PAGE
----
MadSci Network: Genetics

Re: What is the difference between the transgenic animal and cloned animal?

Date: Sun Apr 7 00:09:45 2002
Posted By: Luke Collyer, Graduate Student, Biochemistry & Molecular Biology, Monash University
Area of science: Genetics
ID: 1012962492.Ge

Greetings Xu. 

Sorry it has taken me so long to reply to your question. The terms 
transgenic and cloned have quite different meanings. 

Transgenic is a word usually used to describe an animal (or plant, or 
perhaps another organism) that has had one or more genes from another cell 
or organism stably incorporated into its own genome, and is capable of 
passing on these "foreign" genes on to daughter cells. Therefore a 
transgenic mouse for example, may have a foreign gene construct stably 
incorporated into its own DNA, causing the expression of that foreign gene 
in cells and tissues that it may not otherwise be expressed in. Further, 
the expression level of the foreign gene in the transgenic organism is 
generally different from the levels in which the original gene is expressed 
in the host cell/organism. Creating transgenic mice that overexpress (or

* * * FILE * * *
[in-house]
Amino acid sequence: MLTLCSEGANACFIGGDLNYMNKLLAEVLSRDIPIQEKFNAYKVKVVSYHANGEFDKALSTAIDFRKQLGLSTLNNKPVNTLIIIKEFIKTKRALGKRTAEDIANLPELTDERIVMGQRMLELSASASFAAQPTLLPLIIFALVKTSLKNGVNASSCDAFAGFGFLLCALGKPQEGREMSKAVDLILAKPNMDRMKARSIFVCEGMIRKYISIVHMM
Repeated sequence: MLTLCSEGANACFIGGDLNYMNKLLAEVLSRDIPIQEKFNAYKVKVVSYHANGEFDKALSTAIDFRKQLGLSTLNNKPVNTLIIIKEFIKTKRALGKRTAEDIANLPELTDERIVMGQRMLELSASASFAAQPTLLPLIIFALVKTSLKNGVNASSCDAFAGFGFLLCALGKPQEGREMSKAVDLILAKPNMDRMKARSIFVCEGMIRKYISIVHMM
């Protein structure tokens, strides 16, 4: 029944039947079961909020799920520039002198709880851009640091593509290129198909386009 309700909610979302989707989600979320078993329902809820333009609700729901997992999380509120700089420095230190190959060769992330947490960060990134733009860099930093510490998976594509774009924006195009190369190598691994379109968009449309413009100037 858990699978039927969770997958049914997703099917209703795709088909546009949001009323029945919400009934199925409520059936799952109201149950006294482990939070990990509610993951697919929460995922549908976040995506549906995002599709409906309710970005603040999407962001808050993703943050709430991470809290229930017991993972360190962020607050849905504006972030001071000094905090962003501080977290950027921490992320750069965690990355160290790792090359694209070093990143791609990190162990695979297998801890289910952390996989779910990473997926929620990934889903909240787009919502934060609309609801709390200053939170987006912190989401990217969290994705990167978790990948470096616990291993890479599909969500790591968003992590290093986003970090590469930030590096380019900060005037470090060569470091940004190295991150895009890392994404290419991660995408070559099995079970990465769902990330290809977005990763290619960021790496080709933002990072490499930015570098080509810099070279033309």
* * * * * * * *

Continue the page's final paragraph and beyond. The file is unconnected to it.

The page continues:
underexpress) a given gene can be very useful for studying its function. 
Another term, knockout, is used to describe organisms that have a given 
gene inactivated (no gene expression). These are also very useful for 
studying the function of a given gene. 

A cloned animal on the other hand is an organism that is genetically 
identical to the original organism from which it was derived. A famous 
example of the latter is Dolly, the lamb cloned from an adult sheep udder 
cell. Interestingly, as I was writing this reply I was informed by a 
colleague that an Italian fertility specialist has just claimed that one of 
his patients is pregnant with the worlds first cloned baby. I am not sure 
how true this claim is, but the following link is to a news report I found 
on the issue - 

I hope this is helpful. 


Current Queue | Current Queue for Genetics | Genetics archives

Try the links in the MadSci Library for more information on Genetics.

MadSci Home | Information | Search | Random Knowledge Generator | MadSci Archives | Mad Library | MAD Labs | MAD FAQs | Ask a ? | Join Us! | Help Support MadSci

MadSci Network,
© 1995-2002. All rights reserved.